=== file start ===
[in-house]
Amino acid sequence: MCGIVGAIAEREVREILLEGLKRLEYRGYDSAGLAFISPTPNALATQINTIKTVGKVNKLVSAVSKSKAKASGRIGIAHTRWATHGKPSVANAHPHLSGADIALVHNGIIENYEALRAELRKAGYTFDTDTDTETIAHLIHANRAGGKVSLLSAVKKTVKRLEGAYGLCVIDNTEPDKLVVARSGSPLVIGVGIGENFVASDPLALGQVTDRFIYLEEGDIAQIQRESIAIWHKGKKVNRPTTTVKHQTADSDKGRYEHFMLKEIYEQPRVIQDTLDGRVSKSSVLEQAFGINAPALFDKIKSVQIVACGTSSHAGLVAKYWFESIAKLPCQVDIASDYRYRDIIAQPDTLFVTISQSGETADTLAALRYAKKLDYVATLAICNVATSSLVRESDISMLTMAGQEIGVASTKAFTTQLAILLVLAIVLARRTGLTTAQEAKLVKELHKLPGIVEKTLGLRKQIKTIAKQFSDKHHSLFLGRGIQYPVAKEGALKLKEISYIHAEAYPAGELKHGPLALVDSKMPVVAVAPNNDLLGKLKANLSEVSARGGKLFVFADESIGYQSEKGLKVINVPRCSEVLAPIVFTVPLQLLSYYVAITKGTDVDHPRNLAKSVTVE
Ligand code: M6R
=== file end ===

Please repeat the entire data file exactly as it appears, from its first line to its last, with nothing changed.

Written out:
[in-house]
Amino acid sequence: MCGIVGAIAEREVREILLEGLKRLEYRGYDSAGLAFISPTPNALATQINTIKTVGKVNKLVSAVSKSKAKASGRIGIAHTRWATHGKPSVANAHPHLSGADIALVHNGIIENYEALRAELRKAGYTFDTDTDTETIAHLIHANRAGGKVSLLSAVKKTVKRLEGAYGLCVIDNTEPDKLVVARSGSPLVIGVGIGENFVASDPLALGQVTDRFIYLEEGDIAQIQRESIAIWHKGKKVNRPTTTVKHQTADSDKGRYEHFMLKEIYEQPRVIQDTLDGRVSKSSVLEQAFGINAPALFDKIKSVQIVACGTSSHAGLVAKYWFESIAKLPCQVDIASDYRYRDIIAQPDTLFVTISQSGETADTLAALRYAKKLDYVATLAICNVATSSLVRESDISMLTMAGQEIGVASTKAFTTQLAILLVLAIVLARRTGLTTAQEAKLVKELHKLPGIVEKTLGLRKQIKTIAKQFSDKHHSLFLGRGIQYPVAKEGALKLKEISYIHAEAYPAGELKHGPLALVDSKMPVVAVAPNNDLLGKLKANLSEVSARGGKLFVFADESIGYQSEKGLKVINVPRCSEVLAPIVFTVPLQLLSYYVAITKGTDVDHPRNLAKSVTVE
Ligand code: M6R